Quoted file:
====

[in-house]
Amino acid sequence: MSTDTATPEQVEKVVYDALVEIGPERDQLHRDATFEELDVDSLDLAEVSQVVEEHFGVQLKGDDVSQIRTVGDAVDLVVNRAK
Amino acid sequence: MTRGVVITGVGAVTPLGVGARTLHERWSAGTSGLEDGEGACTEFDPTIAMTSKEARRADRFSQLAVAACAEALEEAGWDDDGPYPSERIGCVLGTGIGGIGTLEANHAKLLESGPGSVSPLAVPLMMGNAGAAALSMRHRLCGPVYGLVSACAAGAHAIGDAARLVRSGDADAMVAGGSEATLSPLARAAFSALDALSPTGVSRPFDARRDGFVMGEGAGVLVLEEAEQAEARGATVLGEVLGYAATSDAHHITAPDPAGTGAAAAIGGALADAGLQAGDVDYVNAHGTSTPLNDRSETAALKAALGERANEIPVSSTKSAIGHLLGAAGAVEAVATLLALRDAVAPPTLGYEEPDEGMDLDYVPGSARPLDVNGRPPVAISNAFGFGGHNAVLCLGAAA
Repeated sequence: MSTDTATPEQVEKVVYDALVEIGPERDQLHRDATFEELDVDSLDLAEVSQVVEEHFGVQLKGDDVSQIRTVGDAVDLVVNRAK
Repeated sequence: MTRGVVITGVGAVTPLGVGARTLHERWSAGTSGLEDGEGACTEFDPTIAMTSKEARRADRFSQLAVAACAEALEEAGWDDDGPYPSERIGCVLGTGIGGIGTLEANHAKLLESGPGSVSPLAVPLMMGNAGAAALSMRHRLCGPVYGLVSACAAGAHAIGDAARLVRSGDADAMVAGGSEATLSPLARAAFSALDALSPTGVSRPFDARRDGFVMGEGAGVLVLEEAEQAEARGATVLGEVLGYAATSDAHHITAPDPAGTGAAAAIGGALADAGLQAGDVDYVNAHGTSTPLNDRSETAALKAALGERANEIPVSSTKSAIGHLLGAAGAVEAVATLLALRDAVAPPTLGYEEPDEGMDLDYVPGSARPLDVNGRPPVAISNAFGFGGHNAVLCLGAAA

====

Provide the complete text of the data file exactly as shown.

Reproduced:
[in-house]
Amino acid sequence: MSTDTATPEQVEKVVYDALVEIGPERDQLHRDATFEELDVDSLDLAEVSQVVEEHFGVQLKGDDVSQIRTVGDAVDLVVNRAK
Amino acid sequence: MTRGVVITGVGAVTPLGVGARTLHERWSAGTSGLEDGEGACTEFDPTIAMTSKEARRADRFSQLAVAACAEALEEAGWDDDGPYPSERIGCVLGTGIGGIGTLEANHAKLLESGPGSVSPLAVPLMMGNAGAAALSMRHRLCGPVYGLVSACAAGAHAIGDAARLVRSGDADAMVAGGSEATLSPLARAAFSALDALSPTGVSRPFDARRDGFVMGEGAGVLVLEEAEQAEARGATVLGEVLGYAATSDAHHITAPDPAGTGAAAAIGGALADAGLQAGDVDYVNAHGTSTPLNDRSETAALKAALGERANEIPVSSTKSAIGHLLGAAGAVEAVATLLALRDAVAPPTLGYEEPDEGMDLDYVPGSARPLDVNGRPPVAISNAFGFGGHNAVLCLGAAA
Repeated sequence: MSTDTATPEQVEKVVYDALVEIGPERDQLHRDATFEELDVDSLDLAEVSQVVEEHFGVQLKGDDVSQIRTVGDAVDLVVNRAK
Repeated sequence: MTRGVVITGVGAVTPLGVGARTLHERWSAGTSGLEDGEGACTEFDPTIAMTSKEARRADRFSQLAVAACAEALEEAGWDDDGPYPSERIGCVLGTGIGGIGTLEANHAKLLESGPGSVSPLAVPLMMGNAGAAALSMRHRLCGPVYGLVSACAAGAHAIGDAARLVRSGDADAMVAGGSEATLSPLARAAFSALDALSPTGVSRPFDARRDGFVMGEGAGVLVLEEAEQAEARGATVLGEVLGYAATSDAHHITAPDPAGTGAAAAIGGALADAGLQAGDVDYVNAHGTSTPLNDRSETAALKAALGERANEIPVSSTKSAIGHLLGAAGAVEAVATLLALRDAVAPPTLGYEEPDEGMDLDYVPGSARPLDVNGRPPVAISNAFGFGGHNAVLCLGAAA